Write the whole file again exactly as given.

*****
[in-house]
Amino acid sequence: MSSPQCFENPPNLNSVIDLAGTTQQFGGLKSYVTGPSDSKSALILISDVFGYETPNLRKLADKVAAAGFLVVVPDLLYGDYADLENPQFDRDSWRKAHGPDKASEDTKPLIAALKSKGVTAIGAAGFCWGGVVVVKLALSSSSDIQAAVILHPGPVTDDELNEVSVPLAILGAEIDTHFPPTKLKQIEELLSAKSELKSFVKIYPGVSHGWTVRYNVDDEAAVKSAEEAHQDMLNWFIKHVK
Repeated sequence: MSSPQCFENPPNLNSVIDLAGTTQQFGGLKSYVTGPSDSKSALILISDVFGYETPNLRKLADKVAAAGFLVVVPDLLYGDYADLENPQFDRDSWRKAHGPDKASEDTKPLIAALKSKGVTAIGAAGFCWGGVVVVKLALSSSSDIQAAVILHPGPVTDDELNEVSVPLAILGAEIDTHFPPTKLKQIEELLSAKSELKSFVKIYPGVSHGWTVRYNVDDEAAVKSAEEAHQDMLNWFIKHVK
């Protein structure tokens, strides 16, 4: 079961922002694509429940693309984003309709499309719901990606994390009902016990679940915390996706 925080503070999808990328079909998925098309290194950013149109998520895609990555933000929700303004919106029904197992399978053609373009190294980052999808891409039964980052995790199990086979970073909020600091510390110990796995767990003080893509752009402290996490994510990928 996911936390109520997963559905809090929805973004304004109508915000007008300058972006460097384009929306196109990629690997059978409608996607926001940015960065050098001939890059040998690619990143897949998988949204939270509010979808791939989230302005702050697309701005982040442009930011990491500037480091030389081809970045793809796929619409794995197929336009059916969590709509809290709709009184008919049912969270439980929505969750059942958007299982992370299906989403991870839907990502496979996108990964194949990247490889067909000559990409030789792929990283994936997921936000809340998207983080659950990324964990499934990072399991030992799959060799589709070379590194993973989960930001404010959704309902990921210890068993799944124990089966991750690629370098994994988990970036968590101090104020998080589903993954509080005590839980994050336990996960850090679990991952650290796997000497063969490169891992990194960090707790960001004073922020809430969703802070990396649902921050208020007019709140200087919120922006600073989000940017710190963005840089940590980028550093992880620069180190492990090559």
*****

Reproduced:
[in-house]
Amino acid sequence: MSSPQCFENPPNLNSVIDLAGTTQQFGGLKSYVTGPSDSKSALILISDVFGYETPNLRKLADKVAAAGFLVVVPDLLYGDYADLENPQFDRDSWRKAHGPDKASEDTKPLIAALKSKGVTAIGAAGFCWGGVVVVKLALSSSSDIQAAVILHPGPVTDDELNEVSVPLAILGAEIDTHFPPTKLKQIEELLSAKSELKSFVKIYPGVSHGWTVRYNVDDEAAVKSAEEAHQDMLNWFIKHVK
Repeated sequence: MSSPQCFENPPNLNSVIDLAGTTQQFGGLKSYVTGPSDSKSALILISDVFGYETPNLRKLADKVAAAGFLVVVPDLLYGDYADLENPQFDRDSWRKAHGPDKASEDTKPLIAALKSKGVTAIGAAGFCWGGVVVVKLALSSSSDIQAAVILHPGPVTDDELNEVSVPLAILGAEIDTHFPPTKLKQIEELLSAKSELKSFVKIYPGVSHGWTVRYNVDDEAAVKSAEEAHQDMLNWFIKHVK
């Protein structure tokens, strides 16, 4: 079961922002694509429940693309984003309709499309719901990606994390009902016990679940915390996706 925080503070999808990328079909998925098309290194950013149109998520895609990555933000929700303004919106029904197992399978053609373009190294980052999808891409039964980052995790199990086979970073909020600091510390110990796995767990003080893509752009402290996490994510990928 996911936390109520997963559905809090929805973004304004109508915000007008300058972006460097384009929306196109990629690997059978409608996607926001940015960065050098001939890059040998690619990143897949998988949204939270509010979808791939989230302005702050697309701005982040442009930011990491500037480091030389081809970045793809796929619409794995197929336009059916969590709509809290709709009184008919049912969270439980929505969750059942958007299982992370299906989403991870839907990502496979996108990964194949990247490889067909000559990409030789792929990283994936997921936000809340998207983080659950990324964990499934990072399991030992799959060799589709070379590194993973989960930001404010959704309902990921210890068993799944124990089966991750690629370098994994988990970036968590101090104020998080589903993954509080005590839980994050336990996960850090679990991952650290796997000497063969490169891992990194960090707790960001004073922020809430969703802070990396649902921050208020007019709140200087919120922006600073989000940017710190963005840089940590980028550093992880620069180190492990090559």